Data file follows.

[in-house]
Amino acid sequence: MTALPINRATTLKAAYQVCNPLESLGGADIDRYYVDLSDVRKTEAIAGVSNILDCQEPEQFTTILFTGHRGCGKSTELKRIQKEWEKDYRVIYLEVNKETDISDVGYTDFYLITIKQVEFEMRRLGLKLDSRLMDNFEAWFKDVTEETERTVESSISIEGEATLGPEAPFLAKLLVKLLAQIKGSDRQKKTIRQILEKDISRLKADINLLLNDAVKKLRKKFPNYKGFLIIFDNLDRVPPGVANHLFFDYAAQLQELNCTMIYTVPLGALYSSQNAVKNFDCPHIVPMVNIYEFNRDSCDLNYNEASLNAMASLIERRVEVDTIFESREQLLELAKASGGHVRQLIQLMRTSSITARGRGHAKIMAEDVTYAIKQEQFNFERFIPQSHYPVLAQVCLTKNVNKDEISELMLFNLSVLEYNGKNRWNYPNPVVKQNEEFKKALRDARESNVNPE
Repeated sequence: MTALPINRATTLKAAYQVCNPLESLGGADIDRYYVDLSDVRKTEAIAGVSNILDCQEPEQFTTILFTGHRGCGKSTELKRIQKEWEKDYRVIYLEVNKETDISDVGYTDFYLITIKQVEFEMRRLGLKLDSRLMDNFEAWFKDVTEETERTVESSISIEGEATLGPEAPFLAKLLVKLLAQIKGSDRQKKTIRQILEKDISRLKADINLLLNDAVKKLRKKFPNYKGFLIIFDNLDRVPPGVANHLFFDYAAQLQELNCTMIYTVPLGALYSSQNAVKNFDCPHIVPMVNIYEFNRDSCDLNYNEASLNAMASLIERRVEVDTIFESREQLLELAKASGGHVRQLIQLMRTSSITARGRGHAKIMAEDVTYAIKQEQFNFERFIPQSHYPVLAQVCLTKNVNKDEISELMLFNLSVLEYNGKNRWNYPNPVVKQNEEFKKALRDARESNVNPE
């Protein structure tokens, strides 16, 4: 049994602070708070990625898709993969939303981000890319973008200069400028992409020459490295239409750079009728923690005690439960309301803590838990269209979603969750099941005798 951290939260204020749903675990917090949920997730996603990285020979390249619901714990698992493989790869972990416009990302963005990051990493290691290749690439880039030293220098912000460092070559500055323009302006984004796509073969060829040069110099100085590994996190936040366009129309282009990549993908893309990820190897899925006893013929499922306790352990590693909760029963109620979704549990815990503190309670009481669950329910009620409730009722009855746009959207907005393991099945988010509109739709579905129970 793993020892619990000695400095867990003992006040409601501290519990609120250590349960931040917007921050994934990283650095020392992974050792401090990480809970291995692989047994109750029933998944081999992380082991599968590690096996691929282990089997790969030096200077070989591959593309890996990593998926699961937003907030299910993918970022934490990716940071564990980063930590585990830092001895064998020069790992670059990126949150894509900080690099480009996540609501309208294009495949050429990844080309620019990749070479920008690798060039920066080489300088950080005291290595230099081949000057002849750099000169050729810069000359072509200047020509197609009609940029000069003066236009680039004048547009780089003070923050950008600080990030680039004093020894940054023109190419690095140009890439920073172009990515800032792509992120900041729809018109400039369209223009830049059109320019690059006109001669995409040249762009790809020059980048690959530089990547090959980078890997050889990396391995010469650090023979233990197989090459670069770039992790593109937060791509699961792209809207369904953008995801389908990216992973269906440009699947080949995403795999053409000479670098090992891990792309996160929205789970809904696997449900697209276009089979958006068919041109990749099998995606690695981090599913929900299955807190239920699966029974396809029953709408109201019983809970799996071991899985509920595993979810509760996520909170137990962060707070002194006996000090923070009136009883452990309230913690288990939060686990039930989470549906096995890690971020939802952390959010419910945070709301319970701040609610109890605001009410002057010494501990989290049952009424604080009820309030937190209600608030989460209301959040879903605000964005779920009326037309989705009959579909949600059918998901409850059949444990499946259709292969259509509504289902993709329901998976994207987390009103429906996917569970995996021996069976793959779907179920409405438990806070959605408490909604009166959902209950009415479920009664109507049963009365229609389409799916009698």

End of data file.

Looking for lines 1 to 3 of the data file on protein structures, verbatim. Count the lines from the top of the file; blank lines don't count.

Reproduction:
[in-house]
Amino acid sequence: MTALPINRATTLKAAYQVCNPLESLGGADIDRYYVDLSDVRKTEAIAGVSNILDCQEPEQFTTILFTGHRGCGKSTELKRIQKEWEKDYRVIYLEVNKETDISDVGYTDFYLITIKQVEFEMRRLGLKLDSRLMDNFEAWFKDVTEETERTVESSISIEGEATLGPEAPFLAKLLVKLLAQIKGSDRQKKTIRQILEKDISRLKADINLLLNDAVKKLRKKFPNYKGFLIIFDNLDRVPPGVANHLFFDYAAQLQELNCTMIYTVPLGALYSSQNAVKNFDCPHIVPMVNIYEFNRDSCDLNYNEASLNAMASLIERRVEVDTIFESREQLLELAKASGGHVRQLIQLMRTSSITARGRGHAKIMAEDVTYAIKQEQFNFERFIPQSHYPVLAQVCLTKNVNKDEISELMLFNLSVLEYNGKNRWNYPNPVVKQNEEFKKALRDARESNVNPE
Repeated sequence: MTALPINRATTLKAAYQVCNPLESLGGADIDRYYVDLSDVRKTEAIAGVSNILDCQEPEQFTTILFTGHRGCGKSTELKRIQKEWEKDYRVIYLEVNKETDISDVGYTDFYLITIKQVEFEMRRLGLKLDSRLMDNFEAWFKDVTEETERTVESSISIEGEATLGPEAPFLAKLLVKLLAQIKGSDRQKKTIRQILEKDISRLKADINLLLNDAVKKLRKKFPNYKGFLIIFDNLDRVPPGVANHLFFDYAAQLQELNCTMIYTVPLGALYSSQNAVKNFDCPHIVPMVNIYEFNRDSCDLNYNEASLNAMASLIERRVEVDTIFESREQLLELAKASGGHVRQLIQLMRTSSITARGRGHAKIMAEDVTYAIKQEQFNFERFIPQSHYPVLAQVCLTKNVNKDEISELMLFNLSVLEYNGKNRWNYPNPVVKQNEEFKKALRDARESNVNPE